268 WARNER (William) ALBIONS ENGLAND. A Continued Historie of the same Kingdome, from the Original of the first Inhabitants thereof: With most the chiefe Alterations and Accidents theare hapning vnto, and in the happie Raigne of our now most gracious Soueraigne Queene Elizabeth... First penned and published by William Warner: and now reuised and newly inlarged by the same Author: Whereunto is also newly added an Epitome of the whole Historie of England. London, Printed by Edm. Bollifant for George Potter . . . 1602, slightly soiled in places by usage - A CONTINVANCE OF ALBIONS ENGLAND: By the first Author, W. W. London, Imprinted by Felix Kyngston for George Potter . . . 1606, printer's device on title, has the blank leaf marked A1, slight water-stain in places. Together 2 vols., sm. 4to., good sound copies, red morocco, £40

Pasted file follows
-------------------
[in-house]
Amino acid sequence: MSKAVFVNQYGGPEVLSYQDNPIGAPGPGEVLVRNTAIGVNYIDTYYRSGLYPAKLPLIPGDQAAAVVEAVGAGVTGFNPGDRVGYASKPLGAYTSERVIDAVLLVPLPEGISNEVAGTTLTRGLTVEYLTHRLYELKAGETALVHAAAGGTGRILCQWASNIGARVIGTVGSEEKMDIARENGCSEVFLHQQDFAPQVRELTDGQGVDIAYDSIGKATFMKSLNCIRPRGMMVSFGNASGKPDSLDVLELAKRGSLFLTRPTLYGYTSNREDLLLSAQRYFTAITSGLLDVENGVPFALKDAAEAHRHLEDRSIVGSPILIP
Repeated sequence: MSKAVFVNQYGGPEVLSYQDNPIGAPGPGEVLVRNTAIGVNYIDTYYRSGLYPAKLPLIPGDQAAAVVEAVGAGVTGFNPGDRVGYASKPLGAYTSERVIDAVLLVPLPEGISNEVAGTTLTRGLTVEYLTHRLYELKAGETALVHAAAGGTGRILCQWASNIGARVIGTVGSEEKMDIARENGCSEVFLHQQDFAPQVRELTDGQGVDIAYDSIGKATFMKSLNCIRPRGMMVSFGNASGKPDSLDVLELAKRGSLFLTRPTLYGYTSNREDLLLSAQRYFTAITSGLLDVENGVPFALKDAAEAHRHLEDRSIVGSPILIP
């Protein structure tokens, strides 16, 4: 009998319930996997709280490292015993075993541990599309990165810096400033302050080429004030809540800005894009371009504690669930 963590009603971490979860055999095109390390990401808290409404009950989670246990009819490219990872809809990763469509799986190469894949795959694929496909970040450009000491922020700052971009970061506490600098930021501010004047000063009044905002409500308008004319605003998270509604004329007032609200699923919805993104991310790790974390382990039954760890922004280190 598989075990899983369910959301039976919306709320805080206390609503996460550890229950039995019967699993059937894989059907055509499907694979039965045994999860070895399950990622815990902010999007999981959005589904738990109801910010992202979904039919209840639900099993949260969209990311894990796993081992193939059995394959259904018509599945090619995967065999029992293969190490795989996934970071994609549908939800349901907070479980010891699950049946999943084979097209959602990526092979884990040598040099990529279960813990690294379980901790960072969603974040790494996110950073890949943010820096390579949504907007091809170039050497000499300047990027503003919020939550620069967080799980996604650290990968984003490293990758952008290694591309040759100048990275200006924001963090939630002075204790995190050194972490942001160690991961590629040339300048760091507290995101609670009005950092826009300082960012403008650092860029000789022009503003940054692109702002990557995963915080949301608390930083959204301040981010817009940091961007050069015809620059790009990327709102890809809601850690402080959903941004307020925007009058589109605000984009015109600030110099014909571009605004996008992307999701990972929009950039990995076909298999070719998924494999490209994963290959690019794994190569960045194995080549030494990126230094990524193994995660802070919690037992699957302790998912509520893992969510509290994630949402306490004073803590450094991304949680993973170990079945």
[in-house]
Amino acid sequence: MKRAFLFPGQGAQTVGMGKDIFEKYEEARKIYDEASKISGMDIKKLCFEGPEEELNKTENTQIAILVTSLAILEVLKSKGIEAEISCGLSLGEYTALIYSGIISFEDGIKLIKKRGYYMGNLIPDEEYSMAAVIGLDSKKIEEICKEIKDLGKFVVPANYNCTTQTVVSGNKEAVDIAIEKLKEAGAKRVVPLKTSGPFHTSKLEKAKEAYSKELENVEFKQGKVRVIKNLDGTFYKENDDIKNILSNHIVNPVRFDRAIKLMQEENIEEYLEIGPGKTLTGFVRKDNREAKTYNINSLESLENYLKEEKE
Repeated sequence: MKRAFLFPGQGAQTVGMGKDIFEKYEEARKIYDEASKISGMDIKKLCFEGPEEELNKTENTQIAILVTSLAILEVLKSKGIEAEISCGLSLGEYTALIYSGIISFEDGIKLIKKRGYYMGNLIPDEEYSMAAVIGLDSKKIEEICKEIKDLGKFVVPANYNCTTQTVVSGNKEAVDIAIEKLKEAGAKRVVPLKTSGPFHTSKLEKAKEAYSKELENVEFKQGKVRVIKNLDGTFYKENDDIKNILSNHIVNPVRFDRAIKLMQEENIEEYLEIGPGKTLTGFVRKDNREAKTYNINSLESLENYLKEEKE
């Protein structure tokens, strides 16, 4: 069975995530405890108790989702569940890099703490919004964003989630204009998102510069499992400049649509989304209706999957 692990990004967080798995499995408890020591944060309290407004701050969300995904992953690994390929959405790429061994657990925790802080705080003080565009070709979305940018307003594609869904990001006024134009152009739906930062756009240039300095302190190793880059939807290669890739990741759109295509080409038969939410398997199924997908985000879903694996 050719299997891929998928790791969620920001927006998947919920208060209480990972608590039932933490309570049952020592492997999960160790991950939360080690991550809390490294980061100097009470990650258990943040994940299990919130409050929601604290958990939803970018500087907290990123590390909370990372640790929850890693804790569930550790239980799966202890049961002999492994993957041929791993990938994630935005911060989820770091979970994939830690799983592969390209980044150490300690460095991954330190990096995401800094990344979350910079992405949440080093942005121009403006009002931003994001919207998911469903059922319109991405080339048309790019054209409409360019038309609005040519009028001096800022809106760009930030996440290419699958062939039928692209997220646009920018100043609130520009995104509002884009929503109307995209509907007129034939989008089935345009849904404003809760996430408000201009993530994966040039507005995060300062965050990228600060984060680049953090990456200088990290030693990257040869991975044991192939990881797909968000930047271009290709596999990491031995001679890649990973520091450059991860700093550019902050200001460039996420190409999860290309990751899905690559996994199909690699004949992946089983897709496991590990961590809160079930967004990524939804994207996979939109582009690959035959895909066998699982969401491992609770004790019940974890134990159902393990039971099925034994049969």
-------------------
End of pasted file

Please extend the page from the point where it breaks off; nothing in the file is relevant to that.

* FIRST COMPLETE EDITION and an Elizabethan poetical work of great rarity. Five editions of Albions England containing less material had already appeared. In this edition there are 13 books and a prose epitome. To it is added the Continvance," also in verse, containing the first appearance of Books XIV. to XVI., and making A COMPLETE SET IN FIRST EDITION. Albions England is a long historical poem, carried down from the Flood to the author's own period, including an account of Mary Queen of Scots and her execution and the Spanish Armada. In it Warner also sings of Willoughby, Chancellor, Jenkinson, Hawkins, Drake, Gilbert, Frobisher, and others, and of their exploits. Meres, in his Palladis Tamia," 1598, calls Warner one of the two chief English heroic poets, and as a lyric poet he classes him with Spenser, Daniel, Drayton, and Breton. THE TWO VOLUMES ALSO POSSESS GREAT SHAKESPEARIAN INTEREST IN CONNEC TION WITH KING LEAR AND MACBETH. See Warner's account of King Lear at p. 65 of Albions England, and Macbeth at p. 375 of the Continvance." Whether this account of Macbeth precedes or follows the production of the play is uncertain, but either alternative favours the probability of the date of 1606 as that of the tragedy. See the New Shakespeare Society's Fresh Allusions, 1886, pp. 43-44.